IMF touts for further tightening fiscal policies

Further tightening of fiscal policies will be needed in the 2012/13 budget to reduce the overall deficit and keep net domestic financing at low levels.

According to the Third Review under the Policy Support Instrument (PSI) by the International Monetary Fund (IMF), the focus should be on strengthening the revenue base and streamlining recurrent spending.

"Fiscal policy in 2011/12 financial year has been tightened basically due to the deteriorating financing climate since mid last year and because of the soaring inflation," states the report, noting that the authorities are eliminating non-priority recurrent expenditure and delaying some development spending to next year.

The move is expected to reduce the projected overall fiscal deficit for the current financial year from a budgeted 7.5 per cent to 6.5 per cent of the Gross Domestic Product (GDP).   

The fiscal deficit and recurrent spending for the 2010/11 exceeded programme projections by seven per cent of the GDP on cash basis, compared with a programmed 6.5 per cent.

Recurrent spending, according to the report, exceeded PSI projections by one per cent of GDP, reflecting a lack of success in compressing goods, services and transfers spending as much as had been programmed. 

The Central Bank (BoT) has tightened its reserve money programme for 2011/12 fiscal year and domestic interest rates have risen sharply since mid 2011.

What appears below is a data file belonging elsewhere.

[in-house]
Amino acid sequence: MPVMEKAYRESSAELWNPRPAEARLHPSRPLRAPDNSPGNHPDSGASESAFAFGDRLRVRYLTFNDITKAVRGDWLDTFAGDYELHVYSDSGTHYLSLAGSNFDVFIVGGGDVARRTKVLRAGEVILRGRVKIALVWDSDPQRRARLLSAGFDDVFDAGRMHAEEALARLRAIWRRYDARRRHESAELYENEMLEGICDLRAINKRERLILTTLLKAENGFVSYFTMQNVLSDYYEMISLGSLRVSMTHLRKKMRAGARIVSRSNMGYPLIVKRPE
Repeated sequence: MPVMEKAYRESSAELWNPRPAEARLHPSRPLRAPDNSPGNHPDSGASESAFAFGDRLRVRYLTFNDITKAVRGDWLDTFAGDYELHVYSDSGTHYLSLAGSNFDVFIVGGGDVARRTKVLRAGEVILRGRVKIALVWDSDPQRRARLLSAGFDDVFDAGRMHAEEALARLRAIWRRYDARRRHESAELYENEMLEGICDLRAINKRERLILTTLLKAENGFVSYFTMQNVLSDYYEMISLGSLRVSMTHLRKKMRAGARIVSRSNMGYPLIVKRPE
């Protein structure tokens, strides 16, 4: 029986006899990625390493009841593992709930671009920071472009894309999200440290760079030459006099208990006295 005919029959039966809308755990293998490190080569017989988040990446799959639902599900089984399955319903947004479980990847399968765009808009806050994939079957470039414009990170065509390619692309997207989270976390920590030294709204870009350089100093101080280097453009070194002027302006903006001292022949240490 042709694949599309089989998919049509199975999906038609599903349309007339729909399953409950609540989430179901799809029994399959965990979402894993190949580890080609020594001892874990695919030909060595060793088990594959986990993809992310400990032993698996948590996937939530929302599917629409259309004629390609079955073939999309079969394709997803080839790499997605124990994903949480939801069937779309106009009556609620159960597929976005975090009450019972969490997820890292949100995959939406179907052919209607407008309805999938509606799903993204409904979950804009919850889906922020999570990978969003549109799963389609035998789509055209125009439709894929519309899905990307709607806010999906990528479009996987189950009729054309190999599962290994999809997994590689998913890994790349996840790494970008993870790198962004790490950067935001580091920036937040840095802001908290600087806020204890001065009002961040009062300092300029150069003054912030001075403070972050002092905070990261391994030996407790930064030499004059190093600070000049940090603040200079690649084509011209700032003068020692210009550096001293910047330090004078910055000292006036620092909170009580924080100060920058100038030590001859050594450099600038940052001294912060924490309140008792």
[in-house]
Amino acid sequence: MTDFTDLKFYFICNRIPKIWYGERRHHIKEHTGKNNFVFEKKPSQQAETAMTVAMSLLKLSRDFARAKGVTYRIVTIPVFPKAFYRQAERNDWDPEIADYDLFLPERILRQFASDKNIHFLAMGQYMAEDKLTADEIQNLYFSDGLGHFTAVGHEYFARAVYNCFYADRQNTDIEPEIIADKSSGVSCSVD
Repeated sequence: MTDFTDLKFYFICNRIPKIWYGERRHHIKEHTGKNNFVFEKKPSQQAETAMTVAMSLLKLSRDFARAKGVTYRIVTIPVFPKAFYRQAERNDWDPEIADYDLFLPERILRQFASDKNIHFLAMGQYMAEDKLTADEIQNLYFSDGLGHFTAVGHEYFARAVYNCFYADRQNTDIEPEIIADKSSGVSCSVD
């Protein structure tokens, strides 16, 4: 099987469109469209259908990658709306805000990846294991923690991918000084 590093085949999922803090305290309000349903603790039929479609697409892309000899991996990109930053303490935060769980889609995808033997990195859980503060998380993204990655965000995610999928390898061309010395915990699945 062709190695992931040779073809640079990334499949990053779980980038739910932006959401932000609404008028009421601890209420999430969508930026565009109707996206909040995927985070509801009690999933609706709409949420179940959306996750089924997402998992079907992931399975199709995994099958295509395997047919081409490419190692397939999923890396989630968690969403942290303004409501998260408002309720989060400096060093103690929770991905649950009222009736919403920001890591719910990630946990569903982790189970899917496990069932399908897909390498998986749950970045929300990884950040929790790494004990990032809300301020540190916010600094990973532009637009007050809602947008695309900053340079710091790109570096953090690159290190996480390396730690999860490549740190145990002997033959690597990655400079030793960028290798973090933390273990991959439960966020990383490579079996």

In an environment of rising inflation and government financing needs, the Bank adhered closely to its monetary programme.

Apart from a sharp rise of short term interest rates, the shilling depreciated during most of 2011, before starting to pick up in November.

Likewise, exchange rate depreciated 12 per cent against the dollar through October before stabilizing after interest rates rose. Financial soundness indicators are generally favourable, with a nonperforming loan ratio of 8 per cent, showed the IMF report.

Revenue collections were slightly higher than envisaged, with good performance in excise and income taxation.

At the same time, domestic payment arrears equivalent to about 1 per cent of GDP were carried over into 2011/12, largely in respect of road projects.
Source: The Daily News,, reported by Sebastian Mrindoko
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